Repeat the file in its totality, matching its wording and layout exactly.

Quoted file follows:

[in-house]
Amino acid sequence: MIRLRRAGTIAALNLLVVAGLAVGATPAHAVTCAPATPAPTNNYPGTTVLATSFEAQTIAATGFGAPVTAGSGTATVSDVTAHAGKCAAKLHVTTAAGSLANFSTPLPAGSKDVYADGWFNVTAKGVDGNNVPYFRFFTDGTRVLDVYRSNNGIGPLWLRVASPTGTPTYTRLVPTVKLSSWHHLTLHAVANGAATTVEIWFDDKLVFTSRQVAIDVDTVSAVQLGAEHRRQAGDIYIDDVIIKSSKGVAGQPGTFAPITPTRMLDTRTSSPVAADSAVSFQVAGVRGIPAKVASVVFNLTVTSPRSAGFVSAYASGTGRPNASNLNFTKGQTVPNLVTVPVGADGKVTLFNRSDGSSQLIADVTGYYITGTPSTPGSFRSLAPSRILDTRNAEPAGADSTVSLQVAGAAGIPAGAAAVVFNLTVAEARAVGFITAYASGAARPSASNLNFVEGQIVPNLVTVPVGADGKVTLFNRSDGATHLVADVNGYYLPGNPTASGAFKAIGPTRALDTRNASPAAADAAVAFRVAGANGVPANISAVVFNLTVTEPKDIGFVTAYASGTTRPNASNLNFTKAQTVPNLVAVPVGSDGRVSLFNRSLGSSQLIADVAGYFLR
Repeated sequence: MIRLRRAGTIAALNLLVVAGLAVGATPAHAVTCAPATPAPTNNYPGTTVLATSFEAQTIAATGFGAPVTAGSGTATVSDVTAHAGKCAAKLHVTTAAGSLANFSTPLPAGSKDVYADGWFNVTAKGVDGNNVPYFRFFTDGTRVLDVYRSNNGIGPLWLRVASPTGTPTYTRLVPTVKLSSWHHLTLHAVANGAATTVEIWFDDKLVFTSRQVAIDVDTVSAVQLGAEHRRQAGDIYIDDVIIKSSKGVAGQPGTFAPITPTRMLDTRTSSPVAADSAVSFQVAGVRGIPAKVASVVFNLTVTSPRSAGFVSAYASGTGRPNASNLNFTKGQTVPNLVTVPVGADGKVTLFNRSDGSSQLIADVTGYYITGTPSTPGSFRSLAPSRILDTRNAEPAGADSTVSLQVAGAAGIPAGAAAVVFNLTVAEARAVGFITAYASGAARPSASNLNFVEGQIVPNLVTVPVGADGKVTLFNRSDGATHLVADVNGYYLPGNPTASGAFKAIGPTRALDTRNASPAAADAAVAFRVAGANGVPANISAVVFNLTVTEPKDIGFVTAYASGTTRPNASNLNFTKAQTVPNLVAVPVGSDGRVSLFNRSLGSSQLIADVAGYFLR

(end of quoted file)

[in-house]
Amino acid sequence: MIRLRRAGTIAALNLLVVAGLAVGATPAHAVTCAPATPAPTNNYPGTTVLATSFEAQTIAATGFGAPVTAGSGTATVSDVTAHAGKCAAKLHVTTAAGSLANFSTPLPAGSKDVYADGWFNVTAKGVDGNNVPYFRFFTDGTRVLDVYRSNNGIGPLWLRVASPTGTPTYTRLVPTVKLSSWHHLTLHAVANGAATTVEIWFDDKLVFTSRQVAIDVDTVSAVQLGAEHRRQAGDIYIDDVIIKSSKGVAGQPGTFAPITPTRMLDTRTSSPVAADSAVSFQVAGVRGIPAKVASVVFNLTVTSPRSAGFVSAYASGTGRPNASNLNFTKGQTVPNLVTVPVGADGKVTLFNRSDGSSQLIADVTGYYITGTPSTPGSFRSLAPSRILDTRNAEPAGADSTVSLQVAGAAGIPAGAAAVVFNLTVAEARAVGFITAYASGAARPSASNLNFVEGQIVPNLVTVPVGADGKVTLFNRSDGATHLVADVNGYYLPGNPTASGAFKAIGPTRALDTRNASPAAADAAVAFRVAGANGVPANISAVVFNLTVTEPKDIGFVTAYASGTTRPNASNLNFTKAQTVPNLVAVPVGSDGRVSLFNRSLGSSQLIADVAGYFLR
Repeated sequence: MIRLRRAGTIAALNLLVVAGLAVGATPAHAVTCAPATPAPTNNYPGTTVLATSFEAQTIAATGFGAPVTAGSGTATVSDVTAHAGKCAAKLHVTTAAGSLANFSTPLPAGSKDVYADGWFNVTAKGVDGNNVPYFRFFTDGTRVLDVYRSNNGIGPLWLRVASPTGTPTYTRLVPTVKLSSWHHLTLHAVANGAATTVEIWFDDKLVFTSRQVAIDVDTVSAVQLGAEHRRQAGDIYIDDVIIKSSKGVAGQPGTFAPITPTRMLDTRTSSPVAADSAVSFQVAGVRGIPAKVASVVFNLTVTSPRSAGFVSAYASGTGRPNASNLNFTKGQTVPNLVTVPVGADGKVTLFNRSDGSSQLIADVTGYYITGTPSTPGSFRSLAPSRILDTRNAEPAGADSTVSLQVAGAAGIPAGAAAVVFNLTVAEARAVGFITAYASGAARPSASNLNFVEGQIVPNLVTVPVGADGKVTLFNRSDGATHLVADVNGYYLPGNPTASGAFKAIGPTRALDTRNASPAAADAAVAFRVAGANGVPANISAVVFNLTVTEPKDIGFVTAYASGTTRPNASNLNFTKAQTVPNLVAVPVGSDGRVSLFNRSLGSSQLIADVAGYFLR